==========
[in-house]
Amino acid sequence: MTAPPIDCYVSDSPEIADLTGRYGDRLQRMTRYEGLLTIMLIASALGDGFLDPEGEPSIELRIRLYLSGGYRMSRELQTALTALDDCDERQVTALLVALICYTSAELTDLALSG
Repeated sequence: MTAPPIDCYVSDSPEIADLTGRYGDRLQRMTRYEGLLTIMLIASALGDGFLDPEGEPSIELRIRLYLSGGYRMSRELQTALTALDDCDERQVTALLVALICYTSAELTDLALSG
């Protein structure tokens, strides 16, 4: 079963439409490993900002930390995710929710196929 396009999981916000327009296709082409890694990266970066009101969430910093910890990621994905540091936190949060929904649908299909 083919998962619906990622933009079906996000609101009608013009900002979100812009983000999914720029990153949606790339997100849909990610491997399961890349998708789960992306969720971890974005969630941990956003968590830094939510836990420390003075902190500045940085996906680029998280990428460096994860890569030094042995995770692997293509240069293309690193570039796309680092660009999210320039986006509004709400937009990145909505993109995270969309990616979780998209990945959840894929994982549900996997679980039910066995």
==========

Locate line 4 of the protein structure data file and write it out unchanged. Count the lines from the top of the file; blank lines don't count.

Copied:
């Protein structure tokens, strides 16, 4: 079963439409490993900002930390995710929710196929 396009999981916000327009296709082409890694990266970066009101969430910093910890990621994905540091936190949060929904649908299909 083919998962619906990622933009079906996000609101009608013009900002979100812009983000999914720029990153949606790339997100849909990610491997399961890349998708789960992306969720971890974005969630941990956003968590830094939510836990420390003075902190500045940085996906680029998280990428460096994860890569030094042995995770692997293509240069293309690193570039796309680092660009999210320039986006509004709400937009990145909505993109995270969309990616979780998209990945959840894929994982549900996997679980039910066995």